House to vote first on Senate plan
By: Burgess Everett and Jake Sherman and Manu Raju
October 16, 2013 09:30 AM EDT
The House will vote first on an emerging Senate proposal to open government and lift the debt ceiling, a move that would expedite bipartisan legislation developed by Senate Majority Leader Harry Reid and Minority Leader Mitch McConnell.
The move means that there is now a clear path to end the first government shutdown in 17 years, and the country now appears closer to avoiding the first potential economy-shaking default on U.S. debt.
If the House passes the bill first and sends it to the upper chamber, it would eliminate some burdensome procedural hurdles in the Senate and require just one procedural roll call with a 60-vote threshold needed to advance the bill toward final passage in the Senate.
It could be an extraordinarily risky play for Speaker John Boehner (R-Ohio), because it’s far from clear any Senate proposal would garner the majority of the House Republican Conference. House Republicans have clung to the so-called Hastert Rule, a mantra that the House speaker should not try to pass a bill that doesn’t have the support of the “majority of the majority.” In this case, that would mean 117 Republicans must support the bill to avoid getting crosswise with the rule. Top GOP sources say it’s unlikely they will reach that level of support.
But the fact that House Republicans are now planning to go that route marks a stunning reversal for the speaker who had backed his conservative wing’s drive to gut Obamacare as part of the government shutdown fight, now in its third week.
It still is not assured that Congress will send President Barack Obama a bill to sign by Thursday, when the Treasury Department warns the country will start running out of cash to pay its bills for the first time in history. Any senator can also hold up the bill in the Senate past the Thursday deadline, but originating the legislation in the House is the fastest path toward passage for lawmakers and is a sign of urgency in the Capitol.
The bill will barely scathe Obamacare, however, and putting it on the floor will mark a huge concession by the House after sparking a 16-day government shutdown over insistence that the health care law be defunded or delayed as a condition to keep the government open. Dozens of conservatives in the House will be disappointed by the proposal and House Speaker John Boehner will need Minority Leader Nancy Pelosi to deliver a bevy of votes to pass the bill. Meanwhile Sens. Ted Cruz (R-Texas) and Mike Lee (R-Utah) haven’t divulged whether they might hold up the bill in the Senate.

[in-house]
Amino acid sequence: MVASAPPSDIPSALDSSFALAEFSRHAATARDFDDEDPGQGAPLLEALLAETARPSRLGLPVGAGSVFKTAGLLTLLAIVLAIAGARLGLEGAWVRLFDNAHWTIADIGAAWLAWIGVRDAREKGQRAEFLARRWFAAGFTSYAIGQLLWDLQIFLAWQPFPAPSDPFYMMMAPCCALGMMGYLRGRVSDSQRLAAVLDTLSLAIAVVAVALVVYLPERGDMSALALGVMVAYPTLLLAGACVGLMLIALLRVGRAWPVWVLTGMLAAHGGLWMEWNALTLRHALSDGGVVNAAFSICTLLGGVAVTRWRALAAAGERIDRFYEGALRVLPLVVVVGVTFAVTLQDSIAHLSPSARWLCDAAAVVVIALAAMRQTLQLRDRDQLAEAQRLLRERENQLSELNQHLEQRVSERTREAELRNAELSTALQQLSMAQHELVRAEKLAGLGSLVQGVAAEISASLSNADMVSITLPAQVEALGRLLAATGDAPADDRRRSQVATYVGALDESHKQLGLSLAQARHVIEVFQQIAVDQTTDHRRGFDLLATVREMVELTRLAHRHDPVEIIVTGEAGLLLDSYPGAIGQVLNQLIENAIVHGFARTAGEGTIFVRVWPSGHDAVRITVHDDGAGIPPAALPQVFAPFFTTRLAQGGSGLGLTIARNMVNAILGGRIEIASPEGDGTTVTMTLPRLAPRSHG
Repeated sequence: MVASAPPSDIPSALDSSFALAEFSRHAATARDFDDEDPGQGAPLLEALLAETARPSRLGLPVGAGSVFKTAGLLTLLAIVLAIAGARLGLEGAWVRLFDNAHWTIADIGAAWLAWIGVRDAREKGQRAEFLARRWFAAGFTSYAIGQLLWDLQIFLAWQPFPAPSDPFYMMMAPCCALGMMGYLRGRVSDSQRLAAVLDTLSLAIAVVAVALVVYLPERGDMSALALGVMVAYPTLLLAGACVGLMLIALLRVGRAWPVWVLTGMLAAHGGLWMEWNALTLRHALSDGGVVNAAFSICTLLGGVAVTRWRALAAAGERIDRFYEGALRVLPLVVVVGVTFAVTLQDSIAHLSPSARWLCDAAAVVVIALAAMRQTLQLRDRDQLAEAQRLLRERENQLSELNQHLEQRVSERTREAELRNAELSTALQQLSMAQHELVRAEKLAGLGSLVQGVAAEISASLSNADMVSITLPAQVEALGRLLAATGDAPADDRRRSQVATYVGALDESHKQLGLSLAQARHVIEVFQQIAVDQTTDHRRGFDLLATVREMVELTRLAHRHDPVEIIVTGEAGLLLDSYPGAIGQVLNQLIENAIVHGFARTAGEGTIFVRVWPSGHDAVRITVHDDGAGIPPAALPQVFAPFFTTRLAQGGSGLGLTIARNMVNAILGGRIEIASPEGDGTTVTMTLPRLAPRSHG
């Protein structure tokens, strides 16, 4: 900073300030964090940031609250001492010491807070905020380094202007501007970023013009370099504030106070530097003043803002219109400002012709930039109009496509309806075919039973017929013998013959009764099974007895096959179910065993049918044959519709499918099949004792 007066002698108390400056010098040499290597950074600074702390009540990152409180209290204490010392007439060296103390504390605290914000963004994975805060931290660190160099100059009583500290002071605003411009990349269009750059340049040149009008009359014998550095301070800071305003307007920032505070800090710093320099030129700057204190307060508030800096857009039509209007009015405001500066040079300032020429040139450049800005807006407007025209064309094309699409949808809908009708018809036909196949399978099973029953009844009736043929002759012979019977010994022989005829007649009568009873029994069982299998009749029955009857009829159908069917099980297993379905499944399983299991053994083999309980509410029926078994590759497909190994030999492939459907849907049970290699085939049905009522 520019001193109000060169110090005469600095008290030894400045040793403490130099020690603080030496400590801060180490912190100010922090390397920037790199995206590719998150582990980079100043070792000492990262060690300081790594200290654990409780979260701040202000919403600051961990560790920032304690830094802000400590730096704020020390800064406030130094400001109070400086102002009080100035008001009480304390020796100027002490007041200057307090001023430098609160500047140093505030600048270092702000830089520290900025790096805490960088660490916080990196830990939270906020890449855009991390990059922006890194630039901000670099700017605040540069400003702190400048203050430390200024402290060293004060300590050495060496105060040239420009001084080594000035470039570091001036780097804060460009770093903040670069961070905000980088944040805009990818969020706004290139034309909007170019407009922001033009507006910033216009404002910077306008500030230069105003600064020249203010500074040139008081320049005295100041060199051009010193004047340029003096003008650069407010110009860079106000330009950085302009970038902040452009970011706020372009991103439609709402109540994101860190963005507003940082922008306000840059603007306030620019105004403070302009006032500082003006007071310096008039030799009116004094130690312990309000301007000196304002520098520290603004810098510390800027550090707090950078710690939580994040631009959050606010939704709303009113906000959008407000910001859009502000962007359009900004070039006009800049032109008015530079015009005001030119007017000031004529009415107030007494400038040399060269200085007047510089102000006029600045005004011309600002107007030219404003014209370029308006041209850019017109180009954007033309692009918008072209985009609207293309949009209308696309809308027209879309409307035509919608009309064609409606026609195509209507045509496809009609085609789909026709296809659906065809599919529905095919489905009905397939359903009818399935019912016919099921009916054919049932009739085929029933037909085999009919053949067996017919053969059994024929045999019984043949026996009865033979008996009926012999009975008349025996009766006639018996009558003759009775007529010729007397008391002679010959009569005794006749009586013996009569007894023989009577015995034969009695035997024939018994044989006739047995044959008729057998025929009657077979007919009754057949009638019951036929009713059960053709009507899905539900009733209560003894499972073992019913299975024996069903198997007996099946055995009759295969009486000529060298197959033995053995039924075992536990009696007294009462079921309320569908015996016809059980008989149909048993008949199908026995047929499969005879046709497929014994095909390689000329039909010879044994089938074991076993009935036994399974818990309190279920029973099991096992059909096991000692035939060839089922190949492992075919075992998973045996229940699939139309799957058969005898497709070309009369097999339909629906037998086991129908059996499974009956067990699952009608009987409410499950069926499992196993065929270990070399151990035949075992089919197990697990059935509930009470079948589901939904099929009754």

Reid (D-Nev.) and McConnell (R-Ky.) are very close to finishing an agreement to reopen the government through Jan. 15, lift the debt ceiling through Feb. 7 and develop a bicameral budget committee that would be required to develop a conference report by Dec. 13. The deal would also deliver back pay to furloughed federal workers, require income verification for people seeking health-insurance subsidies under the Affordable Care Act and also allow the Treasury Department to use extraordinary measures to pay the nation’s bills if Congress doesn’t raise the debt ceiling by Feb. 7.
McConnell was pushing hard to include language to give federal agencies more flexibility to implement the sequester, something Reid was objecting to Wednesday morning, sources say. Democrats argue that provision would make it harder to eliminate the sequester in the future, so it’s unlikely to get into the final package. A new round of sequester cuts will be enacted in January without further congressional action, mostly hitting the defense side of spending.
The leaders will brief their caucuses on the emerging deal Wednesday and the Senate will convene at noon.